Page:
Show Me The Bunny

As Billy Bunny’s Easter Egg Hunt comes to town, director Paul Cullen explains how it all came about.

Arclight are delighted to be bringing their brand new play, Billy Bunny’s Easter Egg Hunt, to the beautiful Whale Theatre on March 30th.

How did it all come about?  Writer and Director, Paul Cullen, spent a few hours online one night looking for a suitable Easter play to use in his drama classes for younger ages.
“There was a dearth of good scripts that had an Easter angle, so I decided to write my own. At Arclight, we’ve done plenty of Christmas plays, and also Hallowe’en ones, but as of yet, no Easter ones.

“I then started researching various Easter traditions, that I could work into a script. And the egg hunt idea just really intrigued me.”

“Every Easter, children across the country rush around their homes and gardens searching for chocolate eggs. For many families Easter just isn’t Easter without the annual egg hunt”.

But why do we associate treasure hunts with Easter?
“In many pre-Christian societies eggs held associations with spring and new life. Early Christians adapted these beliefs, making the egg a symbol of the resurrection and the empty shell a metaphor for Jesus’ tomb.

“In the medieval period eating eggs was forbidden during Lent, the 40 day period before Easter. On Easter Sunday the fast ended with feasting and merriment, and eggs were considered an important part of these celebrations. This was especially true for poorer people who couldn’t afford meat. Eggs were also given to the church as Good Friday offerings, and villagers often gave eggs as gifts to the lord of the manor at Easter.”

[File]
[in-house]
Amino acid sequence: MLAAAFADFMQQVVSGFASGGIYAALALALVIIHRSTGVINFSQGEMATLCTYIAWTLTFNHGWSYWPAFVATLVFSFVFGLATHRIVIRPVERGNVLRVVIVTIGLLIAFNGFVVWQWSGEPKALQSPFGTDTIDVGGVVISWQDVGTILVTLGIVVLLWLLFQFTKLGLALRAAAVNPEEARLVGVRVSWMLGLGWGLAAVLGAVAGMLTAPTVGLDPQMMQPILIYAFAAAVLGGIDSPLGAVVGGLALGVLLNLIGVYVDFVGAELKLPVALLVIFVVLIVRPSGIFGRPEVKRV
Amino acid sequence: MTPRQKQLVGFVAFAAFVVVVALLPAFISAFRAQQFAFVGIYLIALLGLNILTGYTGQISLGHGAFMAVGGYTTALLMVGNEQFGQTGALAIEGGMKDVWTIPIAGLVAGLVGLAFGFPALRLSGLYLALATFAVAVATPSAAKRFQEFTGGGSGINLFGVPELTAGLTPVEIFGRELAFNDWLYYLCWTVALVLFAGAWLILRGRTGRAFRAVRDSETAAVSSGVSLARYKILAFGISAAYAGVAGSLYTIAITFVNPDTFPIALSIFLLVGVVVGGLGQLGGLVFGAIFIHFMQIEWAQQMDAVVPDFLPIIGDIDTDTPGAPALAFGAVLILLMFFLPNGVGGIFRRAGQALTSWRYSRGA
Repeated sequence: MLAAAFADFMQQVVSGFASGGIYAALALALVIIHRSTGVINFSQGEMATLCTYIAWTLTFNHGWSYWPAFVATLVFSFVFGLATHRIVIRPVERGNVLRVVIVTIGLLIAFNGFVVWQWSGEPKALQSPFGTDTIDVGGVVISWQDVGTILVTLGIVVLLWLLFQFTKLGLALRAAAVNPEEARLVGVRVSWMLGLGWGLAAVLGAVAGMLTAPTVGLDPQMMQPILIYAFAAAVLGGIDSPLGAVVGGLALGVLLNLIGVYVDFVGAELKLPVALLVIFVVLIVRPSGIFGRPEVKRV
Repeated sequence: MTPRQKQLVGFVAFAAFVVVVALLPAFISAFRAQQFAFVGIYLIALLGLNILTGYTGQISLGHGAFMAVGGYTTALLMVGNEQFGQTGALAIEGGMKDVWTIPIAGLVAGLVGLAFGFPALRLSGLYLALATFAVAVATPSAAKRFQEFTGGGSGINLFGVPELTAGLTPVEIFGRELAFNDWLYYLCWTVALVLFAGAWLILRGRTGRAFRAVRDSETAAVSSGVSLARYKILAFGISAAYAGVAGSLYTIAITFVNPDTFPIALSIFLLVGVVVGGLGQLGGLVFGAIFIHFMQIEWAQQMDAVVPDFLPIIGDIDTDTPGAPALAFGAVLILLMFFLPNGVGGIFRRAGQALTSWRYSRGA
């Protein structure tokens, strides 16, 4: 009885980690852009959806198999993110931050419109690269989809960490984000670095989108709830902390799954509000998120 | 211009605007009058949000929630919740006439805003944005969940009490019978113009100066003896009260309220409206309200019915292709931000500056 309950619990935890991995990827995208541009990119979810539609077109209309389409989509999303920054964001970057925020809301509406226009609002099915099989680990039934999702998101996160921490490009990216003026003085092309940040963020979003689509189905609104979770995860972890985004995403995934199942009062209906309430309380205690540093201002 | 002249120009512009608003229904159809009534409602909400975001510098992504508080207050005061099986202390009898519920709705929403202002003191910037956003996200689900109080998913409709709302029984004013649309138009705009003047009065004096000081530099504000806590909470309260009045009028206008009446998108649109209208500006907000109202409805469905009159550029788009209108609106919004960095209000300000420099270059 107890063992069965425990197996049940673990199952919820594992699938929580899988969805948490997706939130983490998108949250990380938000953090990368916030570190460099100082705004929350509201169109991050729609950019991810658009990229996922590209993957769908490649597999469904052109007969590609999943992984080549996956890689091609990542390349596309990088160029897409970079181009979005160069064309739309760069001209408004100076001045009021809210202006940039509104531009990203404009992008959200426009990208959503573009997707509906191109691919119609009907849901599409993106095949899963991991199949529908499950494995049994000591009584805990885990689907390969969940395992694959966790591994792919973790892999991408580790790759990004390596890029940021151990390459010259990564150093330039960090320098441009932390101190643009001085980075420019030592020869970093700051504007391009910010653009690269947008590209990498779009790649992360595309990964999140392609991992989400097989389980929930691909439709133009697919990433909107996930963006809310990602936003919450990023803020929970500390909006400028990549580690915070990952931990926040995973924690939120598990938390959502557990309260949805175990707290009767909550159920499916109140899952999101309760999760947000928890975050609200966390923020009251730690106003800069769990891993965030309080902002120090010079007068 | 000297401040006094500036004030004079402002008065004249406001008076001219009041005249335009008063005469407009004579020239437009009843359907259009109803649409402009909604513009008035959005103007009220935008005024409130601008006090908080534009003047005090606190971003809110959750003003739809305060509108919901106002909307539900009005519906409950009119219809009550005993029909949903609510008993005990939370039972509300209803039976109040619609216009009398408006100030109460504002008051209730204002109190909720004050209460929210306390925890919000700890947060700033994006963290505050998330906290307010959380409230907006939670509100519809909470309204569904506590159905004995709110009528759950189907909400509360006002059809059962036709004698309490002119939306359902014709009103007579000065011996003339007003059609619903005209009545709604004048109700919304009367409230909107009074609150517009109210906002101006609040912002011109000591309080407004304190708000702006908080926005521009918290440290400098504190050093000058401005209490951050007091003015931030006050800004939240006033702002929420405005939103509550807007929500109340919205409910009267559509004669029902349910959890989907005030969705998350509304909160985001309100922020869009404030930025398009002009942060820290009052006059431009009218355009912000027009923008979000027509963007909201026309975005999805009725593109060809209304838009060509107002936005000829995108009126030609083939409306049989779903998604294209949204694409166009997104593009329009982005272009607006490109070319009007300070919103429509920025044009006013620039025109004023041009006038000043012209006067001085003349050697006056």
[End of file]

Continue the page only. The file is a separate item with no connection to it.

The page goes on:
“The custom of the Easter egg hunt, however, comes from Germany. Some suggest that its origins date back to the late 16th century, when the Protestant reformer Martin Luther organised egg hunts for his congregation. The men would hide the eggs for the women and children to find. This was a nod to the story of the resurrection, in which the empty tomb was discovered by women.”

“As we wanted our play to celebrate children and Easter, it just seemed a natural fit. And with this interactive production where the children help the on stage characters seek out the eggs, we endeavour to teach our young audience about overcoming obstacles, working as a team, problem solving, forgiveness, inclusiveness, and the importance of sharing.”

Billy Bunny’s Easter Egg Hunt is on for three performances only at Whale Theatre on Saturday, March 30th.



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